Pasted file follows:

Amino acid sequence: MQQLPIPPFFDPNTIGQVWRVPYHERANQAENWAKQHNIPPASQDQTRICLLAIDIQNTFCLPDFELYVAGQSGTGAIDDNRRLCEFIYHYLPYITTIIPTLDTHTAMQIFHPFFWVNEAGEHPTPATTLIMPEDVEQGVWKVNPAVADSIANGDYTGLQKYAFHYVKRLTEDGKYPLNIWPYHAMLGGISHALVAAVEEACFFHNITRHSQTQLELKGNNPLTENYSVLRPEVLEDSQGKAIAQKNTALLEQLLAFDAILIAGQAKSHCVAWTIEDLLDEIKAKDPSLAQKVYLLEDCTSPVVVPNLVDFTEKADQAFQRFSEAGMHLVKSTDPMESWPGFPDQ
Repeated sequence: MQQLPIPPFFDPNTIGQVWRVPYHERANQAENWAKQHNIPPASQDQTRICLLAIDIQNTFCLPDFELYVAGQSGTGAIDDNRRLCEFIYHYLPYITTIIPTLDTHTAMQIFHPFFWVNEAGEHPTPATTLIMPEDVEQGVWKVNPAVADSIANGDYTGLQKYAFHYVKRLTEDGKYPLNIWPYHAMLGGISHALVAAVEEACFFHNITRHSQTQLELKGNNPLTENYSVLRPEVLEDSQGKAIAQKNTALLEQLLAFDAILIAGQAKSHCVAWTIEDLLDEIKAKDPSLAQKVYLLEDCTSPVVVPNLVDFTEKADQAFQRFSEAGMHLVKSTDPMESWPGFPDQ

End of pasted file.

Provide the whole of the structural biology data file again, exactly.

Amino acid sequence: MQQLPIPPFFDPNTIGQVWRVPYHERANQAENWAKQHNIPPASQDQTRICLLAIDIQNTFCLPDFELYVAGQSGTGAIDDNRRLCEFIYHYLPYITTIIPTLDTHTAMQIFHPFFWVNEAGEHPTPATTLIMPEDVEQGVWKVNPAVADSIANGDYTGLQKYAFHYVKRLTEDGKYPLNIWPYHAMLGGISHALVAAVEEACFFHNITRHSQTQLELKGNNPLTENYSVLRPEVLEDSQGKAIAQKNTALLEQLLAFDAILIAGQAKSHCVAWTIEDLLDEIKAKDPSLAQKVYLLEDCTSPVVVPNLVDFTEKADQAFQRFSEAGMHLVKSTDPMESWPGFPDQ
Repeated sequence: MQQLPIPPFFDPNTIGQVWRVPYHERANQAENWAKQHNIPPASQDQTRICLLAIDIQNTFCLPDFELYVAGQSGTGAIDDNRRLCEFIYHYLPYITTIIPTLDTHTAMQIFHPFFWVNEAGEHPTPATTLIMPEDVEQGVWKVNPAVADSIANGDYTGLQKYAFHYVKRLTEDGKYPLNIWPYHAMLGGISHALVAAVEEACFFHNITRHSQTQLELKGNNPLTENYSVLRPEVLEDSQGKAIAQKNTALLEQLLAFDAILIAGQAKSHCVAWTIEDLLDEIKAKDPSLAQKVYLLEDCTSPVVVPNLVDFTEKADQAFQRFSEAGMHLVKSTDPMESWPGFPDQ